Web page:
From my perspective, there haven't been enough big sci-fi plots with polyglots in them, and why should there be? In sci-fi worlds, you can invent translating fish that live in the ear canal, protocol droids that know 6 million languages, or pan-galactic English. But Sam Roberts' op-ed in the NYT, "What do you say to an alien?" is a perfect set-up for a polyglot sci-fi plotline.
Roberts goes on a quick tour of the problems that need to be considered, from what we'd use to communicate with them to what the bureaucrats say we should do, were we ever to be contacted. Roberts muses that no protocol exists, but according to Jill Tarter, the director of the Center for SETI research, a best practice for extraterrestrial communication exists.
It boils down to, if you get what looks like a signal from another civilization, then let the whole world know, but don't reply until there's been international consultation. The real challenge is to get that international consultation going before we know if anyone's out there.
But David Bellos (whose book was paired with mine in a recent review) pointed out in bigthink.com that if we ever made contact, we may not immediately recognize the systematic behaviors that constitute the alien language. Bellos also provided the big opening for the polyglot:
I think it would be fascinating if aliens did land on this planet and we had to sit down like those Jesuit missionaries in China three, four hundred years ago and just listen to them and work out what the language was. That would be a real big mind job and who knows whether it could be done or not?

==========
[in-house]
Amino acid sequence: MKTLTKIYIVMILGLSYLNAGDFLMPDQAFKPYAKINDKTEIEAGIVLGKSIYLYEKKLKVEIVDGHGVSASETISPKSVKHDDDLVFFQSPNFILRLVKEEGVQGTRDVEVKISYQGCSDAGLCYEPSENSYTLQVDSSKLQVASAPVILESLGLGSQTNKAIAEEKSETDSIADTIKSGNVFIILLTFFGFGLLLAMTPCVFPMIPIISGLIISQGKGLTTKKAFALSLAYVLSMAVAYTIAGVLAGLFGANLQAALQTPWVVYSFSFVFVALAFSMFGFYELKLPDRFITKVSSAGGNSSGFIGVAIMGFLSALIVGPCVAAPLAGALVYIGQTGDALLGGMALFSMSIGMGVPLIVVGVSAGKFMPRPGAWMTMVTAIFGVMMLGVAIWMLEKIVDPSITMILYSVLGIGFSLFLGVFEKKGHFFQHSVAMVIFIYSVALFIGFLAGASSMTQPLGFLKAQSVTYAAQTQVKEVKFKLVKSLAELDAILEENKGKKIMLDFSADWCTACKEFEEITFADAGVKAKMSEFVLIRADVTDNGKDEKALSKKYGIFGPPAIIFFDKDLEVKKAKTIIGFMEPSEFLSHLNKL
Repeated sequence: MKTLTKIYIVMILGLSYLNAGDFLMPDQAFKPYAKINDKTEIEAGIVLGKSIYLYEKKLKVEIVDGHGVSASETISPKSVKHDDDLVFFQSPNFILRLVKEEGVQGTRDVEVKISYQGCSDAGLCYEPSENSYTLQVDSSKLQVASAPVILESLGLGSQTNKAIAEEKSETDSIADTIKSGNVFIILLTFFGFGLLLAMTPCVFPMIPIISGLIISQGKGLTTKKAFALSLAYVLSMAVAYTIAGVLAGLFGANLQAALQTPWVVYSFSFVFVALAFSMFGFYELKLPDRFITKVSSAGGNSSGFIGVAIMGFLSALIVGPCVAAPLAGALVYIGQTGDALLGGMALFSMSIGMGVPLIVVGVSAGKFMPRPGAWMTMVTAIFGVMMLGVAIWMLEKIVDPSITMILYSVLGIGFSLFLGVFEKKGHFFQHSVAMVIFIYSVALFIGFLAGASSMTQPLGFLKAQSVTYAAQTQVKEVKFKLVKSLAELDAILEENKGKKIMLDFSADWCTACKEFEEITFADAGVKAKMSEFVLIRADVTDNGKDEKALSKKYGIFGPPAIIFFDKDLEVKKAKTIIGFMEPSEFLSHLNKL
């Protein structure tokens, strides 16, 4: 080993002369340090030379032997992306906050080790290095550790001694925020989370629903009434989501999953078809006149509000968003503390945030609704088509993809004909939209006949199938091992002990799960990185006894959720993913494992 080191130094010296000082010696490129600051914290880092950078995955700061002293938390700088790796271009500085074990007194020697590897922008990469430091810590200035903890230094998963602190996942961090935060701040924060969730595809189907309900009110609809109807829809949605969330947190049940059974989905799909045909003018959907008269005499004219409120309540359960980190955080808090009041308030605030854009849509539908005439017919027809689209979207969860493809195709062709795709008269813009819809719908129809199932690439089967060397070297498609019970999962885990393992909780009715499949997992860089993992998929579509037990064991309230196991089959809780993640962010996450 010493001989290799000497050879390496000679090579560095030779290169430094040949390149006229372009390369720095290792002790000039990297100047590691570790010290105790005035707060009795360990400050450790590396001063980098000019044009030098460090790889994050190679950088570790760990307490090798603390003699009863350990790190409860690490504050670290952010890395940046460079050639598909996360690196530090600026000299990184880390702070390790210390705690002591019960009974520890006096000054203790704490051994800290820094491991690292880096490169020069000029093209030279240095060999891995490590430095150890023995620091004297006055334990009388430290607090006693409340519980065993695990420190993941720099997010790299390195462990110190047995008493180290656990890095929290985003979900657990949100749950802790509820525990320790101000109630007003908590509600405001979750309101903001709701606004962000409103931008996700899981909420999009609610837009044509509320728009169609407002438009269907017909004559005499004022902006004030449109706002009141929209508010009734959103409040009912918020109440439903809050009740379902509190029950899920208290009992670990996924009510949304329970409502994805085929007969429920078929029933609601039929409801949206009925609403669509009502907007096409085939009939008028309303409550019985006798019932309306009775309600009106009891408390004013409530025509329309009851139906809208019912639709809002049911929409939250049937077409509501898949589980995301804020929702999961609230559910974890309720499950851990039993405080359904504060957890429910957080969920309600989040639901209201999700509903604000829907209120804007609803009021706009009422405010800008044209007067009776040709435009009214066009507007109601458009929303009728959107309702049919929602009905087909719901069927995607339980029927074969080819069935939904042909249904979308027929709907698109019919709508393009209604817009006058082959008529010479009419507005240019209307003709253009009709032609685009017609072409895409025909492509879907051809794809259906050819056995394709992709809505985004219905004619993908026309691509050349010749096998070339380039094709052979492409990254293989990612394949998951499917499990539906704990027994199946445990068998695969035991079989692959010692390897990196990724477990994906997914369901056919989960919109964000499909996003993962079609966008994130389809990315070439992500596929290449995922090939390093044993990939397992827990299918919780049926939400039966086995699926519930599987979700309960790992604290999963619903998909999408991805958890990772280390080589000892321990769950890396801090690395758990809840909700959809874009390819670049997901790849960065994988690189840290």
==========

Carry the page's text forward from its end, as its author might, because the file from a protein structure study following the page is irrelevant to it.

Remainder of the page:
In this sci-fi plot, we have some ET contact situation (something that Darren Aronofsky, say, could cook up) in which the human can't understand the aliens, of course, leading to international confusion. They're saying something, but what? No human-created AI can crack the code, so who is better for a "real big mind job" than a hyperpolyglot? And why not go with one of the best? Because this is sci-fi, the plot goes Jurassic Park: A rogue geneticist goes to dig up Giuseppe Mezzofanti's tomb for DNA to clone.
To make the plot even more complicated, let's say the tomb is empty, raided by 19th century language cultists. But who else could be cloned? My money would be on Sir Richard Francis Burton, who could learn the alien language in the unique way that Burton could. (He was famous for his brothel exploring and for taking native wives, though the latter was standard practice in British colonial India for military men.) Though Tokyo and New York City undergo their inevitable destruction, Burton averts an intergalactic crisis; inevitable happy ending.
Of course, the biggest sci-fi part of the plot isn't just the aliens, it's the cloning of a "genius." That's a post for another time, but I will echo what I say in the book: Hyperpolyglots aren't born, and they aren't made, but they're born to be made.